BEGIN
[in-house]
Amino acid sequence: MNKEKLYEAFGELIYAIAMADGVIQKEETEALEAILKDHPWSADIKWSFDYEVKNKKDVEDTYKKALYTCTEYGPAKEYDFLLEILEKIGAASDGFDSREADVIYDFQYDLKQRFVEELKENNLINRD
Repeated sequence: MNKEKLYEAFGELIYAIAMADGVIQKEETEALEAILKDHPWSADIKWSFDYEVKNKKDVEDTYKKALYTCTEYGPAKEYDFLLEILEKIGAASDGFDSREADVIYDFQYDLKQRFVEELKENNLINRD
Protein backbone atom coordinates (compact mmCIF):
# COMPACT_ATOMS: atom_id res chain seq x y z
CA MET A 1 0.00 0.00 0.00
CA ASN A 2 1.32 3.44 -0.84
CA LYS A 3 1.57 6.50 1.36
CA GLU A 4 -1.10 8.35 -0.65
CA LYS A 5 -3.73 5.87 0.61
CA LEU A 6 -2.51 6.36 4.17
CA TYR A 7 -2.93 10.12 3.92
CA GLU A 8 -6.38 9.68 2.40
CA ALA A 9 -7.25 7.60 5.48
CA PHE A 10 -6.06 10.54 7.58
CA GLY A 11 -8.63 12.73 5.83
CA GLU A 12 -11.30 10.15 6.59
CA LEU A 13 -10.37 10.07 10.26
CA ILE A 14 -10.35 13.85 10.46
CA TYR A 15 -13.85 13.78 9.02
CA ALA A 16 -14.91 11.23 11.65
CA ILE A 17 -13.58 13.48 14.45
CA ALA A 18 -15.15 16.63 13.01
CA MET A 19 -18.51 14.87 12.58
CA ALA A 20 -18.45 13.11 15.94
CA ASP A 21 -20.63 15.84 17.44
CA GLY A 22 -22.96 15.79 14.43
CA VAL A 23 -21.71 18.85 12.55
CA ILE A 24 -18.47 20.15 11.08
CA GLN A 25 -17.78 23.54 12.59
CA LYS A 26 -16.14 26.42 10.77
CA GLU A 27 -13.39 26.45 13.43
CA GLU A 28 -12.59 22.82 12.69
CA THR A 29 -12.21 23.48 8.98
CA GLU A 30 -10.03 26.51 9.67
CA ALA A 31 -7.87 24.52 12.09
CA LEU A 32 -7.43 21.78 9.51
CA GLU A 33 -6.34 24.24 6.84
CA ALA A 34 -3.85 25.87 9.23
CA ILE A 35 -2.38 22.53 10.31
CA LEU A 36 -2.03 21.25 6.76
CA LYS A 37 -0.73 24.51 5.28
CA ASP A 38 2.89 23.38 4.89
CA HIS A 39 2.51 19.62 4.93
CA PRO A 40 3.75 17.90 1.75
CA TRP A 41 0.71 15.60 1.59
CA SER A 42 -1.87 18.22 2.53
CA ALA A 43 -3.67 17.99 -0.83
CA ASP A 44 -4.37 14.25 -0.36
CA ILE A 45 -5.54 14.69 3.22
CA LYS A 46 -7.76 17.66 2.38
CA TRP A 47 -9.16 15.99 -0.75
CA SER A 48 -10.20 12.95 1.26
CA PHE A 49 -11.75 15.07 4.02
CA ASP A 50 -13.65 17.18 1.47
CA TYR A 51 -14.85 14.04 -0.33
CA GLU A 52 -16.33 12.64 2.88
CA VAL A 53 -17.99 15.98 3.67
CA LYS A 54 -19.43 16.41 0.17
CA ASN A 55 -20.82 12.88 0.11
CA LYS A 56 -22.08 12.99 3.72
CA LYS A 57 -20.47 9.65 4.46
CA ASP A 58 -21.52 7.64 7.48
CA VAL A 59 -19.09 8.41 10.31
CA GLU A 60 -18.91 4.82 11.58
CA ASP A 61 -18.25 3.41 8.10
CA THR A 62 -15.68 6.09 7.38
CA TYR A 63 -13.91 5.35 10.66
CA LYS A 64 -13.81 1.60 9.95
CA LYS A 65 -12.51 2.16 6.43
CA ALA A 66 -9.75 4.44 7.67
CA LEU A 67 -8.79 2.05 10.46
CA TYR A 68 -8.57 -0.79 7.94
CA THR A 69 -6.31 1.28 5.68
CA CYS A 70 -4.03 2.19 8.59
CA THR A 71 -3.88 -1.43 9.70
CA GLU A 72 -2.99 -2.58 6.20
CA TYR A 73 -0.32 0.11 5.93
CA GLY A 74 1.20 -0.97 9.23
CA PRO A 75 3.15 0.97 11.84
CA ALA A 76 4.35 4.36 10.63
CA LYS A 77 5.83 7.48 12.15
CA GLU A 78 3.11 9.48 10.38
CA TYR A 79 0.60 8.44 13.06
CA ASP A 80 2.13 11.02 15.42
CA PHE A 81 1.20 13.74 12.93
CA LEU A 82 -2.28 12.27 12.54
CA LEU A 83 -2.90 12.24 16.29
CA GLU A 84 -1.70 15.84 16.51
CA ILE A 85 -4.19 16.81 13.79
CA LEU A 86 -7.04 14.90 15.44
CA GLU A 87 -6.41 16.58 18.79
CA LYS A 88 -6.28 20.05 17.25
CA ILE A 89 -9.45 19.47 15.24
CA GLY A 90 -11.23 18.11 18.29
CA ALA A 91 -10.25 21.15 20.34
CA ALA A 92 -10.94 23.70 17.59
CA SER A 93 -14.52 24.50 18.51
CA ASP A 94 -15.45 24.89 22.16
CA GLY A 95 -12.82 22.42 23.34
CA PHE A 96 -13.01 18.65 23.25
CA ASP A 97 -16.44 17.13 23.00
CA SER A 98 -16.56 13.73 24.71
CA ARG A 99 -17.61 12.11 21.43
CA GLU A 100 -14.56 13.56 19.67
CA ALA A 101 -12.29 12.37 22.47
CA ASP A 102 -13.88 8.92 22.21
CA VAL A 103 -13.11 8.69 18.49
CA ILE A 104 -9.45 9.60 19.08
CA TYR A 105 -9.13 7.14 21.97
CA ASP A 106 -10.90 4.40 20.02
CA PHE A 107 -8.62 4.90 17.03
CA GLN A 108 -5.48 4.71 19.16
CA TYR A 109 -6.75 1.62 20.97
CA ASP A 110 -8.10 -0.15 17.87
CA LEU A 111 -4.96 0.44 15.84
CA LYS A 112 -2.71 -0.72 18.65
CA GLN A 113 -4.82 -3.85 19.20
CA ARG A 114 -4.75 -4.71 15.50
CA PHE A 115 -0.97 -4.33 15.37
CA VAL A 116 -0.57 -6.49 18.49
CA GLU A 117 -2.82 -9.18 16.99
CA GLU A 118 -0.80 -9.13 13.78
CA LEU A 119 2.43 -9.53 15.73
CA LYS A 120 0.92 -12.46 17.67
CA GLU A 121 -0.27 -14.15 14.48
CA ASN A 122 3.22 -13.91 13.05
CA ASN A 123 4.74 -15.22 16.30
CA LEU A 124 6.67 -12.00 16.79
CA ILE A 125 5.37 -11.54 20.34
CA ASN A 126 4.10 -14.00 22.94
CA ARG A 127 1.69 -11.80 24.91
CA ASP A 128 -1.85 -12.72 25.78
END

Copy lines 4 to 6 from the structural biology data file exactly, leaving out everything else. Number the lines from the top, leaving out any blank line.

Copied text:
Protein backbone atom coordinates (compact mmCIF):
# COMPACT_ATOMS: atom_id res chain seq x y z
CA MET A 1 0.00 0.00 0.00